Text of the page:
When I was in elementary school, the teachers would make their students play a game where the students had a bag or box of some sort filled with objects. The aim of the game was to find which object in the bag was the odd one out of the bunch, and if they guessed correctly, they won the game. It was years after I first learned of this game, in my sophomore and junior years of high school, that I began to feel that the object being considered the odd one out was myself.
All around me, I see students who want to be businessmen, doctors, and scientists, actors, really successful occupations, and all I want to be is a broadcast journalist. Everybody around me has friends who they can hang out with after school or over social media, while I'm left in the dust without anything as much as a Snapchat. I’ll admit it, I don't consider myself a very sociable person, and this is the biggest thing I want to change about myself in the future. I continuously ask myself, am I going to be successful in my future? Where do I see my education taking me? Why were my hobbies and likings different than everybody else's?
These questions led to further alienation instead of any answers, and I decided that if I was to be the odd one out of the box, I would use this trait to my best advantage. Starting in early January, I wrote a story, a small one that focused on the idea of something being where it should not naturally be. I decided that for the next year, or 365 days, I will do my best to write a joke, a poem, a story, anything, purposely focusing on scenarios where something doesn't belong, like a burger joint on the surface of Mars, or sailboat at the top of a skyscraper. These silly strings of words allow me to reveal the power that could come from the idea of being different from others, and how much writing can come from being the unfitting piece of the puzzle. It makes me feel good about who I am, and by doing a project like this, I have become more accepting of myself and my traits and talents.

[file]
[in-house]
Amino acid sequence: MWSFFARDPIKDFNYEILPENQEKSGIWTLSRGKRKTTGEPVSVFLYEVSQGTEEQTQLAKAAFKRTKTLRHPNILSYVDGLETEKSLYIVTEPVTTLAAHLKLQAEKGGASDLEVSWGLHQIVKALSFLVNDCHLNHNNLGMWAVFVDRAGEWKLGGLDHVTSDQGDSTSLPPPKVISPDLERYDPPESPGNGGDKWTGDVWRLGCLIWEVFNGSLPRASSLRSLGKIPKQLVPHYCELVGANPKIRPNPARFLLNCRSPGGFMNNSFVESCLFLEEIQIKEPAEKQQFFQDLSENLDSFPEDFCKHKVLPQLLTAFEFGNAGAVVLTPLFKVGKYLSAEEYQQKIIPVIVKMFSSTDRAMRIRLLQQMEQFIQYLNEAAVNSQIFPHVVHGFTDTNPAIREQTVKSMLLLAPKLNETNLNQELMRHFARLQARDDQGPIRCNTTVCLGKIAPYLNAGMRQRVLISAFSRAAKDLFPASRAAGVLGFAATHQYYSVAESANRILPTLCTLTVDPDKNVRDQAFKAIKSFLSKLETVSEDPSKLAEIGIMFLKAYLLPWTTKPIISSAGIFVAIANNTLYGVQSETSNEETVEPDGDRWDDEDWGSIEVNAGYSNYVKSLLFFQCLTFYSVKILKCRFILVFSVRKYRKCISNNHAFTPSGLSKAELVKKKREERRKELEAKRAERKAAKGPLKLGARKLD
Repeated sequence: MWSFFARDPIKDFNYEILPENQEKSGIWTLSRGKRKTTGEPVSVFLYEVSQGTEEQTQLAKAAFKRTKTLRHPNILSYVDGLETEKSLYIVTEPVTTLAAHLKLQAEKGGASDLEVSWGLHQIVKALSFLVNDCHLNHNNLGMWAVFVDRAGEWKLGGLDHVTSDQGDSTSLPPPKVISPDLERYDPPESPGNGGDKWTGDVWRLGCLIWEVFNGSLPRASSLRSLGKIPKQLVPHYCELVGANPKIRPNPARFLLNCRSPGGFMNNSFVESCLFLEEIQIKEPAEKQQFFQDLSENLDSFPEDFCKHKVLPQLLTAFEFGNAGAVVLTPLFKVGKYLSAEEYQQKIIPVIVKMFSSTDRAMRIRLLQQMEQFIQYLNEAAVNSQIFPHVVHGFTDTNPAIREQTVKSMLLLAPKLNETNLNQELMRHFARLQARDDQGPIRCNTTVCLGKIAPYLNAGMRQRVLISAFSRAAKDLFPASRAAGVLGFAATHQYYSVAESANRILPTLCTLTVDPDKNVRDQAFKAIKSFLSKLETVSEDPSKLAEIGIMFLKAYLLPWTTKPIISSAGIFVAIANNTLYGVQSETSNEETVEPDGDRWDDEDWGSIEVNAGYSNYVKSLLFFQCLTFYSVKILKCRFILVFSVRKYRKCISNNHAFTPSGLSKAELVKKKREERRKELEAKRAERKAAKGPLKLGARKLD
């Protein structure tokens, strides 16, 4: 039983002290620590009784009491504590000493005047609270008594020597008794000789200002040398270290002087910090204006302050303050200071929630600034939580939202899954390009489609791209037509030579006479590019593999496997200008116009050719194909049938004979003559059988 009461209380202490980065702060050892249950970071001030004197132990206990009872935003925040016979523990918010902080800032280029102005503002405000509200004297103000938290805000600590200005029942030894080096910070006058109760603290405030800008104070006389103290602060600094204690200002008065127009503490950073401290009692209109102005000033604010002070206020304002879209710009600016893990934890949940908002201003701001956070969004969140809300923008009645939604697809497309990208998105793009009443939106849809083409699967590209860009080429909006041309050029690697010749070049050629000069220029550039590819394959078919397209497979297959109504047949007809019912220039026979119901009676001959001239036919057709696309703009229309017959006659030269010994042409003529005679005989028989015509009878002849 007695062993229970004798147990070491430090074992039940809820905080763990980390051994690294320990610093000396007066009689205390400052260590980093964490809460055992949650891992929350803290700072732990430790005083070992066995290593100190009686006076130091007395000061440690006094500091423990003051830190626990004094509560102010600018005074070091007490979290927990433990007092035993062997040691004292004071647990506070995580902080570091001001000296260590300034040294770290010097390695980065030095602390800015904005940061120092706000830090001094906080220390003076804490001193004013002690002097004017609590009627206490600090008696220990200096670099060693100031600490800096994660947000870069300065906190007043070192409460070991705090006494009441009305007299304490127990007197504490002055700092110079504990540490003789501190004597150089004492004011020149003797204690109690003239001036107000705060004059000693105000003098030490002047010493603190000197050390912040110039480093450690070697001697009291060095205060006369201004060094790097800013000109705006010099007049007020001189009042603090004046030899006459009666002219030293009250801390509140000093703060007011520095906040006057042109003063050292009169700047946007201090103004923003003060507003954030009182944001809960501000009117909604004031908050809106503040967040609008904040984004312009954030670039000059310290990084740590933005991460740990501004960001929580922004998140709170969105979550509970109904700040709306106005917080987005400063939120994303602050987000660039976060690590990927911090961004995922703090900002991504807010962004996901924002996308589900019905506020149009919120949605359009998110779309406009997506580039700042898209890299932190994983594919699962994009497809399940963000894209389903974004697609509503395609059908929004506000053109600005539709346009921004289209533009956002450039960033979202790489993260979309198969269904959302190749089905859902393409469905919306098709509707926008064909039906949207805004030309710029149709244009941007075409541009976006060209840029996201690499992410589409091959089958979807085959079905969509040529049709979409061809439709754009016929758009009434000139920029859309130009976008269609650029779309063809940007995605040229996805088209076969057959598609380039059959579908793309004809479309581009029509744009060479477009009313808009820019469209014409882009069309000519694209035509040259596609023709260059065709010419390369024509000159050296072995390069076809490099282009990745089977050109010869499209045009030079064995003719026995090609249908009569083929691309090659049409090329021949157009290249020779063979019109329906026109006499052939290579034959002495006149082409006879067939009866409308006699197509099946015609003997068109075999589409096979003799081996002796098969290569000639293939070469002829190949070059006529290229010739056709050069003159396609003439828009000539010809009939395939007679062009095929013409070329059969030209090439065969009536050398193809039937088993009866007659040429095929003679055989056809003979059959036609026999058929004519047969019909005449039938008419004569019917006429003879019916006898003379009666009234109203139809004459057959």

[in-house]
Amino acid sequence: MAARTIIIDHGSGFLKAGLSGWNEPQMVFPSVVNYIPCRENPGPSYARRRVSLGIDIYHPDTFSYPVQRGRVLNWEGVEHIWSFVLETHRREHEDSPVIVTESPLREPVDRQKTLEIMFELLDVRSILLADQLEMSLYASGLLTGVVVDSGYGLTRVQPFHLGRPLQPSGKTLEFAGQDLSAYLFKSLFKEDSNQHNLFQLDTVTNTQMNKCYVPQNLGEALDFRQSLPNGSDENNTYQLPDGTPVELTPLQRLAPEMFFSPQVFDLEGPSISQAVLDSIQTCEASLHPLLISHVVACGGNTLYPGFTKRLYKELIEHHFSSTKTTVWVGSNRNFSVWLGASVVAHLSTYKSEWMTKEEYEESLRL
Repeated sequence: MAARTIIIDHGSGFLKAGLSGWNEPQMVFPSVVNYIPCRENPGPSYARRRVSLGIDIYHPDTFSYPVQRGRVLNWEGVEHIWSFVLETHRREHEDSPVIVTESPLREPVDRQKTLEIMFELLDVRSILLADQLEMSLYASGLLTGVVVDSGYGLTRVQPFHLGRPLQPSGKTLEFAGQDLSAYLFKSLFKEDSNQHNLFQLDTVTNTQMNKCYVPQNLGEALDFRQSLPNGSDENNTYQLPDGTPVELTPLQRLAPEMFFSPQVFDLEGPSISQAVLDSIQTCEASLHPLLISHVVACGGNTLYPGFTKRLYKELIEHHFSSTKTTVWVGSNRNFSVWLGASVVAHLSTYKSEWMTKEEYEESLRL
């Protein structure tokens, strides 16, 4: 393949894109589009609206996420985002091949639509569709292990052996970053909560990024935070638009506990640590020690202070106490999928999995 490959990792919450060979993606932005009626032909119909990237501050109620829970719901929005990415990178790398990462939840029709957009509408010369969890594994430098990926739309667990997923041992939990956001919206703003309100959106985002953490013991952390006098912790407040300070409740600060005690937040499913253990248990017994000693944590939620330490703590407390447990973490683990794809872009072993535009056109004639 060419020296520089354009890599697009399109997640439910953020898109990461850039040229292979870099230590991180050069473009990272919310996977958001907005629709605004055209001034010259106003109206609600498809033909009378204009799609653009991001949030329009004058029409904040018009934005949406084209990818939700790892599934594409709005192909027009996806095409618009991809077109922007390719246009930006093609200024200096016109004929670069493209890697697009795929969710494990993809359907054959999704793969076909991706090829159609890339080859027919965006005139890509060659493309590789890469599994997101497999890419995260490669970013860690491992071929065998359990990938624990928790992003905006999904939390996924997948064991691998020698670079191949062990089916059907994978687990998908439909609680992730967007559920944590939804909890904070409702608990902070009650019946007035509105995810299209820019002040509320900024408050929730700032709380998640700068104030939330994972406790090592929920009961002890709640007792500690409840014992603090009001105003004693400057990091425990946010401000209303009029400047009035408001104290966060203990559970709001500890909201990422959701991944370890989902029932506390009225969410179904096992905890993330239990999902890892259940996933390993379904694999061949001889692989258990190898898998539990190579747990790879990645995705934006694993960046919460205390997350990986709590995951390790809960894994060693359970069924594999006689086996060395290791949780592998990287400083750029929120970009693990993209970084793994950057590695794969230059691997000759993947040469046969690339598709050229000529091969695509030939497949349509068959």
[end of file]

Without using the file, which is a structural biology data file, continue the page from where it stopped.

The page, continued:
I decided to call this project of mine, “The Tiernan Doyle Family Circus,” a name as out of place as the stories in which it beholds. At the time of this article, a total of 25 compositions have been written, less than a fourth of my goal of 365, but a start nonetheless. I have found it fun to write on the motif of being an outcast, with a plethora of objects that could be considered unnatural in an endless supply of environments and scenarios. It has helped me cope immensely on the idea of being different from others, and how this trait can create so much in its wake. It has even helped me become more sociable, with the idea of writing every day a great spark for conversation with anybody.
It's a relieving feeling being able to use a once thought shortcoming as a way of further myself. By doing something small everyday for a year has already helped me reflect who I truly was, and what I see my role is within society. It has already brought me closer to discovering my artistic potential, and even closer to discovering the inner workings of myself.